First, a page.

Long term impacts of shelter programmes

Author: Charles Parrack, Oxford Brookes University

Earlier this year, the Centre for Development and Emergency Practice (CENDEP) at Oxford Brookes University in the UK welcomed people from various backgrounds to a workshop on longitudinal studies in shelter. Longitudinal studies are by no means a new concept but the shelter sector rarely embeds them in practice, and we hoped to find out why not and whether this might change. That day in March provided an opportunity for people from the humanitarian sector, shelter and academia to advance discussions on a more organised approach to methodology, procurement, dissemination and sectoral learning/evidence from these studies.

We tackled questions such as: How would impact measurement benefit the sector? and How would it benefit affected communities?, reaching consensus that the outcomes of impact studies would encourage institutional learning, particularly if disseminated and shared as best practice. This would help the sector to see the long-term consequences of our actions; to understand how beneficiaries take ownership of shelter and how safety is enhanced or reduced after implementation. Using longitudinal studies to follow programmes two, five or even ten years after completion can enable agencies to better understand and engage with prevention, sustainability, resilience and cost-efficiency. The findings would feed back into and improve future programming and lead to important benefits for many actors.

Longitudinal studies involve repeatedly gathering data on the same focus area over a long period of time. They look at how a pre-specified unit, be it a person, shelter, household or community, changes over time, with time being the best test of a programme’s viability, effectiveness and sustainability.

When considering such studies in our sector, it’s important to remember that shelter is delivered in various forms; both soft and hard interventions. It is not necessarily a structure in the physical sense of the word. Perhaps 90% of what the shelter sector delivers in the humanitarian context is provided to meet short term emergency needs. It does not take into account the future long-term consequences and may therefore, be difficult to locate, let alone measure. With this in mind, the workshop was an opportunity to discuss certain shelter interventions (such as transitional shelters) that are quick and common enough for us to be able to find out what their impact has been. Transitional shelters are intended to be transformative in their nature, and one way to assess their impact is to track this transformation. In doing so, it’s important that the residents in the affected communities document their own recovery, with their qualitative data being used in a quantitative way by agencies if preferred. Participation from affected communities is key to the sector’s learning, allowing us to continue to develop and improve programming that meets the needs of the user.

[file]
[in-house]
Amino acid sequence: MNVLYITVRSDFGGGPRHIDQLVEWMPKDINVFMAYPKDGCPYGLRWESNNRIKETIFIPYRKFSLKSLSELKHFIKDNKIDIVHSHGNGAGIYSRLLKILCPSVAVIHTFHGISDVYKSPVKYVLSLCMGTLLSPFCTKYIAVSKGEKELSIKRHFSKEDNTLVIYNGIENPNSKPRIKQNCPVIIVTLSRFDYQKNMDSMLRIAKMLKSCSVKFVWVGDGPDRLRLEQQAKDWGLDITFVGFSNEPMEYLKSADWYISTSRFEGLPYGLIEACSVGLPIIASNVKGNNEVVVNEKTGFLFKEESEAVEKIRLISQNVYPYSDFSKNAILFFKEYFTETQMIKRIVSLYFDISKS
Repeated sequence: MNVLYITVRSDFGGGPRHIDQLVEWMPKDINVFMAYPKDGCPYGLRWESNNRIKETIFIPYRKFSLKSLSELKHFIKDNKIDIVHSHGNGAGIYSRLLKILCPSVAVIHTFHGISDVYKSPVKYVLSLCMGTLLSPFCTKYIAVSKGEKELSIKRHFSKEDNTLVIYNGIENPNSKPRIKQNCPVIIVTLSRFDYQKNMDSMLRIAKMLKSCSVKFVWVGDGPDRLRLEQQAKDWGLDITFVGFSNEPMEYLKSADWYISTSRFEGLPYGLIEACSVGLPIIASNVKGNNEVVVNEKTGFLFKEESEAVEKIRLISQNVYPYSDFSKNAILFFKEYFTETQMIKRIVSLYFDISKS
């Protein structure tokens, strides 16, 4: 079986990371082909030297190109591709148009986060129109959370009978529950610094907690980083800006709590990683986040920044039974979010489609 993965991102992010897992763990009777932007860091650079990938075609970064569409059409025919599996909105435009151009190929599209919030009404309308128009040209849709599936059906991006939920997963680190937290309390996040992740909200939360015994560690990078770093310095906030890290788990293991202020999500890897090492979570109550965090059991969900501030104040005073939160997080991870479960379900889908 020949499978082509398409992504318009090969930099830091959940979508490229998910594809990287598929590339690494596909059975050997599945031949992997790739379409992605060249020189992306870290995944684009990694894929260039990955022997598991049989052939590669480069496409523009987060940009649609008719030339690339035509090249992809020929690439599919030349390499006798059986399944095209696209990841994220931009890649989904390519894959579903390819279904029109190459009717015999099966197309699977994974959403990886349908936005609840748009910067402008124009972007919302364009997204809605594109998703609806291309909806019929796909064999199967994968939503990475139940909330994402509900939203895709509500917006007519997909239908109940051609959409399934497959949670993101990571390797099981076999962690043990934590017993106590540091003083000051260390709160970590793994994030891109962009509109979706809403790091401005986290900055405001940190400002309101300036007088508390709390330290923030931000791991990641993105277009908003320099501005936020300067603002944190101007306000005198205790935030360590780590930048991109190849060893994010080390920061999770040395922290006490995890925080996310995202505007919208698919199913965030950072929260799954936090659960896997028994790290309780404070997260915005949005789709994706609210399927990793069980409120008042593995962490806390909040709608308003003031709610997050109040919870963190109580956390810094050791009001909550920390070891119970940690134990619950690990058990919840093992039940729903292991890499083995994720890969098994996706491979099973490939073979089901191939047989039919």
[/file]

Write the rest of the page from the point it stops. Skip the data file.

As long-term studies are not standard practice in the shelter sector, several challenges and questions surrounding their implementation were raised:

  • What is the criteria for success?
  • Do long-term studies link with the localism agenda?
  • Changing the building culture takes time and is not part of the emergency programme
  • How should studies with long-term intentions be funded, when the programmes are inherently short-term?

Long-term effects of shelter programming can be both positive and negative but these effects require time to develop and change in response to the intended user. Many organisations are willing to carry out long-term studies, but do not have the time or indeed the funding to do so. However, understanding the consequences of our actions will enable better design and implementation of improved shelter programmes at lower costs and with greater effectiveness. We need to find reliable ways to measure shelter and the workshop developed a shortlist: safe shelter and settlements, user satisfaction, enabling informed decisions, adaptability, saving lives and value for money. Uninterrupted sleep and beauty were shortlisted as overall proxy indicators of a successful shelter, while it was generally agreed that the Sphere Standards offer good indicators for security, peace, dignity, security of tenure and protection from forced eviction.

The conversations from the workshop are continuing and it seems clear that the studies would have a varied audience including funders, agencies and university courses with wide opportunities for learning and improving practice. Whether called ‘longitudinal studies’ or ‘long-term impacts’, the interest for putting this research into action is strong and we look forward to the next steps in their implementation and use.

About the author:

Charles Parrack leads research and teaching on Shelter after Disaster at the  Centre for Development and Emergency Practice (CENDEP) at Oxford Brookes University. He runs the postgraduate course in Shelter after Disaster and is active in the shelter community of practice, holding working group positions in the Global Shelter Cluster.